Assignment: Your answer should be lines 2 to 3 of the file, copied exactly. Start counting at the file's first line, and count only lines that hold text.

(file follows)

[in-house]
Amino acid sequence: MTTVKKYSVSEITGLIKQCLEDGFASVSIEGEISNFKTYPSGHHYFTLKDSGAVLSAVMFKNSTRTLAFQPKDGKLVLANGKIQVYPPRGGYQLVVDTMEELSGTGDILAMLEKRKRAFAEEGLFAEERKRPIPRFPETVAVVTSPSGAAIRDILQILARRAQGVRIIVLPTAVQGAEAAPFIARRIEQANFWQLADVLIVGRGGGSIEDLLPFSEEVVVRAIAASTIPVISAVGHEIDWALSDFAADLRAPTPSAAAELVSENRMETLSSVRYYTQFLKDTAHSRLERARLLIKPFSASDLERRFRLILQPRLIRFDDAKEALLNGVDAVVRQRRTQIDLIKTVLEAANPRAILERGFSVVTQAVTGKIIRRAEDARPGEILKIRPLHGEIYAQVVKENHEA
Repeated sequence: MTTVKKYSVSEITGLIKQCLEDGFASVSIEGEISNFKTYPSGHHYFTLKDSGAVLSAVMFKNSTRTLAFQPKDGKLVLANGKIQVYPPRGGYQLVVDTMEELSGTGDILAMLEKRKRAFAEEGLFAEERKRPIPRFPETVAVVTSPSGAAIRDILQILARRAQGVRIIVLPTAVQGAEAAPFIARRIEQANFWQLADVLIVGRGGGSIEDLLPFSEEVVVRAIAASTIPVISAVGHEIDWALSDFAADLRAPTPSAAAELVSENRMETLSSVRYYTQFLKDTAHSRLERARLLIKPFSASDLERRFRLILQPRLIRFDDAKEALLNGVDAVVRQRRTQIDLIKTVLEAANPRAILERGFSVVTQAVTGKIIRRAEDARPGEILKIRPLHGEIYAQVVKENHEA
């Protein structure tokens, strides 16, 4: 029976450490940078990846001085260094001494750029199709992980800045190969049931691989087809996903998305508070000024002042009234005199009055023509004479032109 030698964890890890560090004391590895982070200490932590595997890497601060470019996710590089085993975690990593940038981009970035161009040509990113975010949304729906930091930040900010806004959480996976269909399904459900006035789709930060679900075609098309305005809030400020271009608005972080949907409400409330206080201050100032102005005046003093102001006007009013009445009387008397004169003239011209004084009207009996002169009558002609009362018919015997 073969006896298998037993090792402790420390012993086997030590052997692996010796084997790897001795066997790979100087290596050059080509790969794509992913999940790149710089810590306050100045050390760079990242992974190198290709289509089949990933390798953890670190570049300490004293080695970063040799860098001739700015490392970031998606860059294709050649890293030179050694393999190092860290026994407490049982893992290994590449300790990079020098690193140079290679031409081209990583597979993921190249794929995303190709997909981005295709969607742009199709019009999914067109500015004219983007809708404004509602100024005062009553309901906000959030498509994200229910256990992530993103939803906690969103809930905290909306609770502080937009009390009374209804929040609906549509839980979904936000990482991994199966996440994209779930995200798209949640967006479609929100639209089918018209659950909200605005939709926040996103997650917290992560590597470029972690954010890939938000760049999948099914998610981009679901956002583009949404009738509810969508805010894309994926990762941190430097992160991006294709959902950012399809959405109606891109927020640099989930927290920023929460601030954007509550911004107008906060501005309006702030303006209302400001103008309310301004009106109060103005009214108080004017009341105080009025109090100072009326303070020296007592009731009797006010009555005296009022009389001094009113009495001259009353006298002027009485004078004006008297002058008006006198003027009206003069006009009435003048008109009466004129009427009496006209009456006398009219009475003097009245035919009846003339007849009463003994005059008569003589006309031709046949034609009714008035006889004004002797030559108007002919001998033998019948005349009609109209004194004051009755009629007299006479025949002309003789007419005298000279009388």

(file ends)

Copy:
Amino acid sequence: MTTVKKYSVSEITGLIKQCLEDGFASVSIEGEISNFKTYPSGHHYFTLKDSGAVLSAVMFKNSTRTLAFQPKDGKLVLANGKIQVYPPRGGYQLVVDTMEELSGTGDILAMLEKRKRAFAEEGLFAEERKRPIPRFPETVAVVTSPSGAAIRDILQILARRAQGVRIIVLPTAVQGAEAAPFIARRIEQANFWQLADVLIVGRGGGSIEDLLPFSEEVVVRAIAASTIPVISAVGHEIDWALSDFAADLRAPTPSAAAELVSENRMETLSSVRYYTQFLKDTAHSRLERARLLIKPFSASDLERRFRLILQPRLIRFDDAKEALLNGVDAVVRQRRTQIDLIKTVLEAANPRAILERGFSVVTQAVTGKIIRRAEDARPGEILKIRPLHGEIYAQVVKENHEA
Repeated sequence: MTTVKKYSVSEITGLIKQCLEDGFASVSIEGEISNFKTYPSGHHYFTLKDSGAVLSAVMFKNSTRTLAFQPKDGKLVLANGKIQVYPPRGGYQLVVDTMEELSGTGDILAMLEKRKRAFAEEGLFAEERKRPIPRFPETVAVVTSPSGAAIRDILQILARRAQGVRIIVLPTAVQGAEAAPFIARRIEQANFWQLADVLIVGRGGGSIEDLLPFSEEVVVRAIAASTIPVISAVGHEIDWALSDFAADLRAPTPSAAAELVSENRMETLSSVRYYTQFLKDTAHSRLERARLLIKPFSASDLERRFRLILQPRLIRFDDAKEALLNGVDAVVRQRRTQIDLIKTVLEAANPRAILERGFSVVTQAVTGKIIRRAEDARPGEILKIRPLHGEIYAQVVKENHEA